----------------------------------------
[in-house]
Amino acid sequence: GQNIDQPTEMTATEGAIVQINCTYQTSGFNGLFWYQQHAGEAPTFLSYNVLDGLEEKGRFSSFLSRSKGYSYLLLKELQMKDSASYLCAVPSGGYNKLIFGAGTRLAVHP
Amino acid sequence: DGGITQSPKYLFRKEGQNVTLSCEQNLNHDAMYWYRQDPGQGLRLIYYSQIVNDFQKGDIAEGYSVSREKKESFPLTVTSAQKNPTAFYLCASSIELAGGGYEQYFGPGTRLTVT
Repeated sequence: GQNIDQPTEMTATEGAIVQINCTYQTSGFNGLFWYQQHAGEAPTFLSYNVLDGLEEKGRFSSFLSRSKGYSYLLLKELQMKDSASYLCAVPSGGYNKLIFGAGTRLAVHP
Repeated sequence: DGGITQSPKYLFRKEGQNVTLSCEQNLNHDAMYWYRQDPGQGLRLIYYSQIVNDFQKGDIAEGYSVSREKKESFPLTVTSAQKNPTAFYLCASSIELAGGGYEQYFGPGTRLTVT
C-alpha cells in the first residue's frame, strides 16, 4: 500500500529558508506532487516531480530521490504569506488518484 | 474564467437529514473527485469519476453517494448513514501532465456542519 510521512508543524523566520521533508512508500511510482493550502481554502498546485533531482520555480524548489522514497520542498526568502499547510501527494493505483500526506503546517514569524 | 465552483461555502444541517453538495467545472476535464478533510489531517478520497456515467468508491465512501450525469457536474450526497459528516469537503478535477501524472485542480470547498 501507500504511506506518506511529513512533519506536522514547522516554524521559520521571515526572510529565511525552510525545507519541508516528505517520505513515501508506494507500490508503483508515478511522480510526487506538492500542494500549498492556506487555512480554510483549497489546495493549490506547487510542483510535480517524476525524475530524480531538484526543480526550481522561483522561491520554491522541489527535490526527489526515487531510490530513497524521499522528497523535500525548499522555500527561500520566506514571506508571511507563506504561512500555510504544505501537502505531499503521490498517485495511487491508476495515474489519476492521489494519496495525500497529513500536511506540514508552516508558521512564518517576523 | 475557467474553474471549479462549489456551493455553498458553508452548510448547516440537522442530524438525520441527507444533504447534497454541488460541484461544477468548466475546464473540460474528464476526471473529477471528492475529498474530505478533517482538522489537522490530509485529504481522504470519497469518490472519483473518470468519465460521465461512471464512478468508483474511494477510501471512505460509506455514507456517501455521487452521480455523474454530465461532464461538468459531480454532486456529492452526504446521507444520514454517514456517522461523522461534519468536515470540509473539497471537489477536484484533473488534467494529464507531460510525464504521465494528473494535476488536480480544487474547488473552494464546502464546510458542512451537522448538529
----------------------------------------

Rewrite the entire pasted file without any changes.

[in-house]
Amino acid sequence: GQNIDQPTEMTATEGAIVQINCTYQTSGFNGLFWYQQHAGEAPTFLSYNVLDGLEEKGRFSSFLSRSKGYSYLLLKELQMKDSASYLCAVPSGGYNKLIFGAGTRLAVHP
Amino acid sequence: DGGITQSPKYLFRKEGQNVTLSCEQNLNHDAMYWYRQDPGQGLRLIYYSQIVNDFQKGDIAEGYSVSREKKESFPLTVTSAQKNPTAFYLCASSIELAGGGYEQYFGPGTRLTVT
Repeated sequence: GQNIDQPTEMTATEGAIVQINCTYQTSGFNGLFWYQQHAGEAPTFLSYNVLDGLEEKGRFSSFLSRSKGYSYLLLKELQMKDSASYLCAVPSGGYNKLIFGAGTRLAVHP
Repeated sequence: DGGITQSPKYLFRKEGQNVTLSCEQNLNHDAMYWYRQDPGQGLRLIYYSQIVNDFQKGDIAEGYSVSREKKESFPLTVTSAQKNPTAFYLCASSIELAGGGYEQYFGPGTRLTVT
C-alpha cells in the first residue's frame, strides 16, 4: 500500500529558508506532487516531480530521490504569506488518484 | 474564467437529514473527485469519476453517494448513514501532465456542519 510521512508543524523566520521533508512508500511510482493550502481554502498546485533531482520555480524548489522514497520542498526568502499547510501527494493505483500526506503546517514569524 | 465552483461555502444541517453538495467545472476535464478533510489531517478520497456515467468508491465512501450525469457536474450526497459528516469537503478535477501524472485542480470547498 501507500504511506506518506511529513512533519506536522514547522516554524521559520521571515526572510529565511525552510525545507519541508516528505517520505513515501508506494507500490508503483508515478511522480510526487506538492500542494500549498492556506487555512480554510483549497489546495493549490506547487510542483510535480517524476525524475530524480531538484526543480526550481522561483522561491520554491522541489527535490526527489526515487531510490530513497524521499522528497523535500525548499522555500527561500520566506514571506508571511507563506504561512500555510504544505501537502505531499503521490498517485495511487491508476495515474489519476492521489494519496495525500497529513500536511506540514508552516508558521512564518517576523 | 475557467474553474471549479462549489456551493455553498458553508452548510448547516440537522442530524438525520441527507444533504447534497454541488460541484461544477468548466475546464473540460474528464476526471473529477471528492475529498474530505478533517482538522489537522490530509485529504481522504470519497469518490472519483473518470468519465460521465461512471464512478468508483474511494477510501471512505460509506455514507456517501455521487452521480455523474454530465461532464461538468459531480454532486456529492452526504446521507444520514454517514456517522461523522461534519468536515470540509473539497471537489477536484484533473488534467494529464507531460510525464504521465494528473494535476488536480480544487474547488473552494464546502464546510458542512451537522448538529